As many of my readers know, besides being a Wiccan, I am also a ceremonial magician who has trained in the Golden Dawn tradition. In a nutshell, The Golden Dawn tradition was created in Victorian England. Unfortunately, the whole story is a little longer than that. Its original creator, whose identity is unverifiable thanks to the lack of a signature and the wild myth making of the esoteric lodge system of the time, outlined a set of five lodge based rituals – an outline that was obtained and used by two English Freemasons to create a new esoteric Order, which they called the Golden Dawn. Thanks to a couple of later members, who chose to break their oaths of secrecy and publish large chunks of the rituals and associated lectures, the system of initiation rituals and teachings that the Golden Dawn used became the de facto baseline of most esoteric ceremonial Orders. It also became a hidden influence and ancestor of modern Wicca, thanks to its wide-spread availability.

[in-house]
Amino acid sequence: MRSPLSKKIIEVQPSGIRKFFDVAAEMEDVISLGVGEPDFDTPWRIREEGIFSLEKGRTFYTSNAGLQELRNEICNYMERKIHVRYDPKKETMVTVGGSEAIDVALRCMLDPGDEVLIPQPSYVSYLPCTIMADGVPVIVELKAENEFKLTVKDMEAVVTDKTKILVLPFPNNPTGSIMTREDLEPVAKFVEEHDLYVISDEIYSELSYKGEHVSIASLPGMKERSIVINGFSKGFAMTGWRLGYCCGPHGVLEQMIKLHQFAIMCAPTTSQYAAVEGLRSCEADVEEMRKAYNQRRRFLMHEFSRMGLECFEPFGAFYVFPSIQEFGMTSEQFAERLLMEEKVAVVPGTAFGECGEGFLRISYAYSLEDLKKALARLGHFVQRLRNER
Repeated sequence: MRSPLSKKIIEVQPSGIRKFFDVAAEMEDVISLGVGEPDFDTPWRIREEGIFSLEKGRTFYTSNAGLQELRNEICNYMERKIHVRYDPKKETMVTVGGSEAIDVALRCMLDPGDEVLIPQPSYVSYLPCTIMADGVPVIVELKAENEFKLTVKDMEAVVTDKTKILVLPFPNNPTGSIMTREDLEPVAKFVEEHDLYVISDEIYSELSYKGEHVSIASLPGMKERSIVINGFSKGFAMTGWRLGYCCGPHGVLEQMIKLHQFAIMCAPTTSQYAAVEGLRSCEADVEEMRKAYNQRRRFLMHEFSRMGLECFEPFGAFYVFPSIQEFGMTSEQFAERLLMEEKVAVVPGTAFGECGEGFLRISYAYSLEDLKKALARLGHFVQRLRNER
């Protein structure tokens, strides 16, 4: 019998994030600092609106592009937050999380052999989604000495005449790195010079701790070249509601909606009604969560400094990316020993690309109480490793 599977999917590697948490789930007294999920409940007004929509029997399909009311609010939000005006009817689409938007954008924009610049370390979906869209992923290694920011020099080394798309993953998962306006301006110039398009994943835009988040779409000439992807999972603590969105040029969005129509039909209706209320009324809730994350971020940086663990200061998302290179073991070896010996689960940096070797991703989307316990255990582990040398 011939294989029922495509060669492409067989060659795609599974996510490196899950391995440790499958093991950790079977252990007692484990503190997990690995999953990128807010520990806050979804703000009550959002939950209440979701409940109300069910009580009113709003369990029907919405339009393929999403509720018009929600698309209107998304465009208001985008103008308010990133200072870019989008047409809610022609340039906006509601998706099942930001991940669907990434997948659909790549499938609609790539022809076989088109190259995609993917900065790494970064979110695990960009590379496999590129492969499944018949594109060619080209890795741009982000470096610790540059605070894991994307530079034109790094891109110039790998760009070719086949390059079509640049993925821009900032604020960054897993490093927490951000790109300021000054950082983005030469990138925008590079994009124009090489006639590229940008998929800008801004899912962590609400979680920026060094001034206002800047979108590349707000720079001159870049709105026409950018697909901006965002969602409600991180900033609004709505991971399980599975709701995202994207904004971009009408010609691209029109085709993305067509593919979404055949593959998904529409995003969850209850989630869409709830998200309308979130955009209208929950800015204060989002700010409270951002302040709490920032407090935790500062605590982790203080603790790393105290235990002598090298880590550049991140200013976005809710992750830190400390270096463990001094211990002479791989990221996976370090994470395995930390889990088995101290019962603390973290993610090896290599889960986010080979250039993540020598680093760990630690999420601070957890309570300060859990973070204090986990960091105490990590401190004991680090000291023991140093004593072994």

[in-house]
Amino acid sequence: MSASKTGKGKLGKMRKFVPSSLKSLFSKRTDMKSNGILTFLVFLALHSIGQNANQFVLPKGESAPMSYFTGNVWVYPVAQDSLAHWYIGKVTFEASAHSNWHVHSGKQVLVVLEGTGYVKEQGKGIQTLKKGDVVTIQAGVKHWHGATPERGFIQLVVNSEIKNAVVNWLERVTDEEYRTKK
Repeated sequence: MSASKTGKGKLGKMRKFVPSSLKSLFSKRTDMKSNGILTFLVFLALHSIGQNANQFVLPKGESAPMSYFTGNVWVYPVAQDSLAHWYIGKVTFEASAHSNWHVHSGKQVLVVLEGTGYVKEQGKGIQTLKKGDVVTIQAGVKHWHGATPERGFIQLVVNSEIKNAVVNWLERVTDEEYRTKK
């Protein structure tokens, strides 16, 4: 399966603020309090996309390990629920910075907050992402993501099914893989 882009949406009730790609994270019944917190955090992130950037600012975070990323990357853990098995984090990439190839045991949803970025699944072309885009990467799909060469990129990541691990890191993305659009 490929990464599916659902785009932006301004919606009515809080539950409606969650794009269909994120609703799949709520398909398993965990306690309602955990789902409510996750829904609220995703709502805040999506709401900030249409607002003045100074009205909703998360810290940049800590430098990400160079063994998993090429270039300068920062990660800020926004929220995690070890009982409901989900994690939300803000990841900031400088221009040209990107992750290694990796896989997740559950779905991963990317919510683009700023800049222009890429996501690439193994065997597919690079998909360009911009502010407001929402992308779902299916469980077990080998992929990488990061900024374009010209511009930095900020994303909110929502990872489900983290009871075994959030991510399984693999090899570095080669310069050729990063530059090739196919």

The original name, Golden Dawn, was abandoned around 1901 as the name got dragged through mud by the British press (a nasty court case involving a con-woman who tricked one of the founders of the system): the original Order broke up into warring factions. Then, in the 1970s, the name of the original Order – Golden Dawn – became a valuable brand; a way to quickly label a whole stew of working techniques, thanks to the published material. Shortly after the name became valuable, pretenders to the throne started to use the Golden Dawn system to create businesses, simply because seekers with money were looking for the spiritual descendants of that system. As one probably can guess, the name Golden Dawn became trademarked and fought over in court shortly thereafter. Besides battling over the use of the name in court, followers and leaders fought over who was truly the successor to the original system – eventually engaging in flame wars on the internet. It was a dark time with a lot of people upset with one another.